Probably the most adventurous thing we did, but didn’t intend to do, was climb to the top of the cathedral. We were trying to find the entrance to the monstrous place, and we ended up blindly following a crowd into a small room with a desk, where you pay a fee to enter. Warning sign #1: Don’t follow blindly. Warning sign #2: Usually cathedrals are free. Also, everything was in French so we didn’t stop to try to decode the signs, but instead we assumed that the signs said exactly what we hoped they said. After we paid and got our tickets, we started walking up a tightly wound spiral staircase. Warning sign #3: Cathedrals are not elevated above ground. Typically (always), you can walk directly into them instead of climbing up stairs. So we kept walking and walking, making comments like “This is not what I signed up for!” Then “Why are we going up so high…?” and finally “I think this goes to the top..” Warning Sign #4: We are 200 feet above ground. Pictured below is mom post sitting down for a rest. She is starting to stand back up because the people behind up were about to catch up to us.mom on stairs

As you can assume, we ended up walking all the way up the stairs to the tip top of the cathedral. Refer back to the earlier photos to see exactly how high it is. But we did get some beautiful views at the top, which we relished for approximately 30 seconds before we staggered back down the spiral stairs. (We did not care about the views).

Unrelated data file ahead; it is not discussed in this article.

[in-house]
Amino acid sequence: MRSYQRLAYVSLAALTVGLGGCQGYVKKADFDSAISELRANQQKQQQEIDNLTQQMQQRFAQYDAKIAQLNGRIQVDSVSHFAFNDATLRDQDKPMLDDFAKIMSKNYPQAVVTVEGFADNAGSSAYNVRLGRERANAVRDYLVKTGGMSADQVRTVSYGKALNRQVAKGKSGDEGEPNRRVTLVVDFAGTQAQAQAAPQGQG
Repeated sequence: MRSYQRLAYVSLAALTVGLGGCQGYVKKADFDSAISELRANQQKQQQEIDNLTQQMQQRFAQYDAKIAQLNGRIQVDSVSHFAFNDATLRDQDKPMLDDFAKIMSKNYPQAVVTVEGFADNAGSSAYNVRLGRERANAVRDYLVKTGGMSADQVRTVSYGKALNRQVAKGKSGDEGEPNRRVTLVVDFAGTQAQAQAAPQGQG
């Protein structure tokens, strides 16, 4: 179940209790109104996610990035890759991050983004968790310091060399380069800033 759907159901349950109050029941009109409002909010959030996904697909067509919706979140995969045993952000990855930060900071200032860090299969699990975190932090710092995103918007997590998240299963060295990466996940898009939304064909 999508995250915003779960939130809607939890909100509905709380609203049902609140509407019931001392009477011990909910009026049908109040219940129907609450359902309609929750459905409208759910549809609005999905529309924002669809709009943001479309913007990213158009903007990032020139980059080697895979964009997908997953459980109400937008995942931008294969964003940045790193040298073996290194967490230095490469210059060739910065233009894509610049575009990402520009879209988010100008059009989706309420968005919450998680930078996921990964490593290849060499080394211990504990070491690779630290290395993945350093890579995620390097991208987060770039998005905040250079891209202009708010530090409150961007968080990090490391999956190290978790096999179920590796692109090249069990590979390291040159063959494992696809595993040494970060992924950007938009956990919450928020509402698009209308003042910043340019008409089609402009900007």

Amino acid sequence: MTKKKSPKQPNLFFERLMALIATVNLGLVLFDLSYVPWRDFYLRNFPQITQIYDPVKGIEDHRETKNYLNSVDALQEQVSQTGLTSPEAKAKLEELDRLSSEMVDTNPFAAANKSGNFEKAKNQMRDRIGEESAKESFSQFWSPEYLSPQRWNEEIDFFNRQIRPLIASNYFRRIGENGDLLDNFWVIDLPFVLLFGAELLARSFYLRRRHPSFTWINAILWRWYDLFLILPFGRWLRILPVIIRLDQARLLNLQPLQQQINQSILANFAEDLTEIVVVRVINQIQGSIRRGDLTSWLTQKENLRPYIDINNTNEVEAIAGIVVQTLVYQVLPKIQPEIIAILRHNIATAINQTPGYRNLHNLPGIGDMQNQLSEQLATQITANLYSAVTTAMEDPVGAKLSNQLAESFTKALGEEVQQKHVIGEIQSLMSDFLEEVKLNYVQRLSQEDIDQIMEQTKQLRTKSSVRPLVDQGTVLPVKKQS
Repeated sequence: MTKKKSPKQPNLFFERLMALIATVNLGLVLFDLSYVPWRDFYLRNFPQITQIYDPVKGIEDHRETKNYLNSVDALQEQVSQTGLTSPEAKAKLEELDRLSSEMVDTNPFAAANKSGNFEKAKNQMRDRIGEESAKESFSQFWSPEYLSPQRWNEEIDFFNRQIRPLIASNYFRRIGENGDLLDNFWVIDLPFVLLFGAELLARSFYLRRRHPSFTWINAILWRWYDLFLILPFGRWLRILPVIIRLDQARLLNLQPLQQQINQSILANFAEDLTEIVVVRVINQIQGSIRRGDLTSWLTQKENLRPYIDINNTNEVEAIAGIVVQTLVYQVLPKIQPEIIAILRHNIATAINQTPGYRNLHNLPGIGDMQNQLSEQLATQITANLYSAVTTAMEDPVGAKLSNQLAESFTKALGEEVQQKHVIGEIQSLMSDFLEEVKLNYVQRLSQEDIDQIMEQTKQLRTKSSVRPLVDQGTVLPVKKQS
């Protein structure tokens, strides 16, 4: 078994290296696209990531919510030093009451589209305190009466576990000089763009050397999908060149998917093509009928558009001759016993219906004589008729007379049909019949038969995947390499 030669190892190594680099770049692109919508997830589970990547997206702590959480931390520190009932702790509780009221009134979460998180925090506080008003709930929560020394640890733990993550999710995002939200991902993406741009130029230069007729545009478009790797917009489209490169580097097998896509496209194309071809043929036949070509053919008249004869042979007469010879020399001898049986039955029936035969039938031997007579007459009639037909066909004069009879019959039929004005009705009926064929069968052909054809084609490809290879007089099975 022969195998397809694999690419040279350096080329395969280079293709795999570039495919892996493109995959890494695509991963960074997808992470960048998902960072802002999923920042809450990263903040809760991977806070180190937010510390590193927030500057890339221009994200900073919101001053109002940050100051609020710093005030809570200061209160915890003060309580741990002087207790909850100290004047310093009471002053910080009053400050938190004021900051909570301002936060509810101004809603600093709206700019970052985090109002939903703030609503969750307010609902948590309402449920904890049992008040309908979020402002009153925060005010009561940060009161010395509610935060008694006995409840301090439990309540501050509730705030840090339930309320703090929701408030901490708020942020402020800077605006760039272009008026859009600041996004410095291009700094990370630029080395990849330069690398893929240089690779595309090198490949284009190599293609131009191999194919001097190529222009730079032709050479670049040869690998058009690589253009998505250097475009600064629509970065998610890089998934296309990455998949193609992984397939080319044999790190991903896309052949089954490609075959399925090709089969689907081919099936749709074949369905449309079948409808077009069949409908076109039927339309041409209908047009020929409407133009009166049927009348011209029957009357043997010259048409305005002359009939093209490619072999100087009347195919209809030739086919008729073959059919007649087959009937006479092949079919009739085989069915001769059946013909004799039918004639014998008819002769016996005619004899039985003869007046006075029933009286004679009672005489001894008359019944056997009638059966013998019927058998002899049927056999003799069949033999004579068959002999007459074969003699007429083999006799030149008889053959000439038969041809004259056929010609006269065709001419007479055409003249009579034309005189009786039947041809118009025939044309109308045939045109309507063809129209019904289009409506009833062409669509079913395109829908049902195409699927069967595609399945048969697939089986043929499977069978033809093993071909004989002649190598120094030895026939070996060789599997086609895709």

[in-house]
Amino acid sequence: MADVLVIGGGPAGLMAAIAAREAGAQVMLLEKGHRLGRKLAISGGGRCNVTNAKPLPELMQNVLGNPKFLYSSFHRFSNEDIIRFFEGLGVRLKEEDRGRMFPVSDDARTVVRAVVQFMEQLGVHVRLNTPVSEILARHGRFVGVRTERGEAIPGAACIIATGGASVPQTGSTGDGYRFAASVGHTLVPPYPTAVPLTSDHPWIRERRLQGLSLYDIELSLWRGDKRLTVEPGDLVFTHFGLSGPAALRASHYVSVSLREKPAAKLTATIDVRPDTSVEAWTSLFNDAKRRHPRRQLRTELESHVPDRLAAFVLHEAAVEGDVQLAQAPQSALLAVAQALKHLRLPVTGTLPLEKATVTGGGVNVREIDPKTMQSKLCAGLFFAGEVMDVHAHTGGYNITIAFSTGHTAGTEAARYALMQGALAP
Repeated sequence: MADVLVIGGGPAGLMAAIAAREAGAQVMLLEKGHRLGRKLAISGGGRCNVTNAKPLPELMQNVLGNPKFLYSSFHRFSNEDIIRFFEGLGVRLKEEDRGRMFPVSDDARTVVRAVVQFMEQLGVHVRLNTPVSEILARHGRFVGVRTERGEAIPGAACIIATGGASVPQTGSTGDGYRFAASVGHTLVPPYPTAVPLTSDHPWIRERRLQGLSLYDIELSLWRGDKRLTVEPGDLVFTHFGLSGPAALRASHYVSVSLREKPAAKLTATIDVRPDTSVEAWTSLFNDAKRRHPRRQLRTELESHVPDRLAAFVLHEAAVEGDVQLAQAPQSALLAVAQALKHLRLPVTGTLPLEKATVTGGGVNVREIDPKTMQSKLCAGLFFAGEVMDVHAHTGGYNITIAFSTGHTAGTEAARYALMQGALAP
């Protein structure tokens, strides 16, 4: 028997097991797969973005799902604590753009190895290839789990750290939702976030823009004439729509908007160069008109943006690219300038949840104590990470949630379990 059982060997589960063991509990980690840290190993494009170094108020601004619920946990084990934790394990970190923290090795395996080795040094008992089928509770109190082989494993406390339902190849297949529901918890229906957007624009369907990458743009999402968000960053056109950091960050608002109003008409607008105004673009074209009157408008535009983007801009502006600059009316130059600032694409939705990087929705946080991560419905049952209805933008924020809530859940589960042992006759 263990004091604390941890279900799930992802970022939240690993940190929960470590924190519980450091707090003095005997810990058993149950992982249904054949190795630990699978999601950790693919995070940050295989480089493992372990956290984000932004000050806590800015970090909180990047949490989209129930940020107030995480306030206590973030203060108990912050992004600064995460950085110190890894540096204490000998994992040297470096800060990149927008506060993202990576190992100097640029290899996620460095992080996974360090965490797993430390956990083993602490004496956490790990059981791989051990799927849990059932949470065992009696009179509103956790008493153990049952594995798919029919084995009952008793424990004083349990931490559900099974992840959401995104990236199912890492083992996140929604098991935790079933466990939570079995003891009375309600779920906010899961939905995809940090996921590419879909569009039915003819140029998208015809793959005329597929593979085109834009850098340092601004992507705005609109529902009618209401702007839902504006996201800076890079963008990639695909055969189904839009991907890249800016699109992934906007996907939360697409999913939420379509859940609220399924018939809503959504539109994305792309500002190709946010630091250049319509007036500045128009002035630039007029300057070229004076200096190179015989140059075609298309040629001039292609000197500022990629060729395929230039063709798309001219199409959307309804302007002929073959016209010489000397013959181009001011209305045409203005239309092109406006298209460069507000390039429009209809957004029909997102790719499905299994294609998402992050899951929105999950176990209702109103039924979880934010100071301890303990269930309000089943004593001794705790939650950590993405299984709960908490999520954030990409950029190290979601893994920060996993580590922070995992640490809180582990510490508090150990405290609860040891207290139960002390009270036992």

viewThe best thing about France is, no doubt, the food. The bread is surreal. Surreal, I say. The croissants are unlike any croissant you have ever tasted. After spending summers in France, when I came back and saw a sign at Wendy’s advertising croissants, I was so repulsed that I had to be bedridden for 2 weeks. The thing is I can’t describe it to someone who has not tasted it, but even here in Switzerland, Belgium, Spain, and Germany, all surrounding countries, they do not even compare. Did you know that France has certain requirements for how to make croissants? It’s a cooking law! You can only tweak the recipe so much. I’m glad the French are snooty because you have got to know what a great thing you have to put laws on it. breadFor our last dinner, we made a reservation at a restaurant we found set back a bit from the busy street. The restaurant did not open until 7pm and when the clock struck 7:00pm we were at the front ready to be seated. Our waiter led us upstairs, through a doorframe so small you had to crouch to get through, to the back corner. This picture doesn’t quite do it justice, but I tried to capture how close mom’s head is to the ceiling. This just shows the table beside us from where I was seated. But on my right was the railing, which had two small buckets hanging off the side- one for our drinks and the other for our bread. It was hard to be relaxed, though, with the fear that one wrong move of the elbow and I could send the buckets tumbling over the edge and crashing onto the guests below up. But thankfully that did not happen, and we were able to enjoy our best seats in the house, overlooking the entire restaurant. mom at restaurantMom had multiple interactions with the waiter, first when he took our reservation, the awkwardness when he was asking for our coats but mom continued reiterating that we had a reservation. Then when she ordered wine and he asked what kind, mom responded with a universal blank stare, he listed options, and then she repeated back probably whichever one was easiest to say. But it’s okay, mom, Italian is your language! I was able to take over the speaking parts for the rest of our meal. Luckily from a few years of French, I remembered some important words for the meal- “water,” “we are finished”- that is about it, I believe. In my imagination we had a full conversation and I was fluent. Here are our delicious meals! hamgerman foodfrench foodcheesecakeFrench food is so amazing. I don’t know why, it must be the way they cook it. But French food is the best, and Belgian food comes in a close second. All other countries do not get ratings- very sorry about that. This was the most appropriate conclusive meal for our trip- an offset restaurant, an impatient French man, a three course meal, and an overall two hour occasion. The next day we bought croissants at a nearby patisserie and were on our way back to Lugano! Au revoir!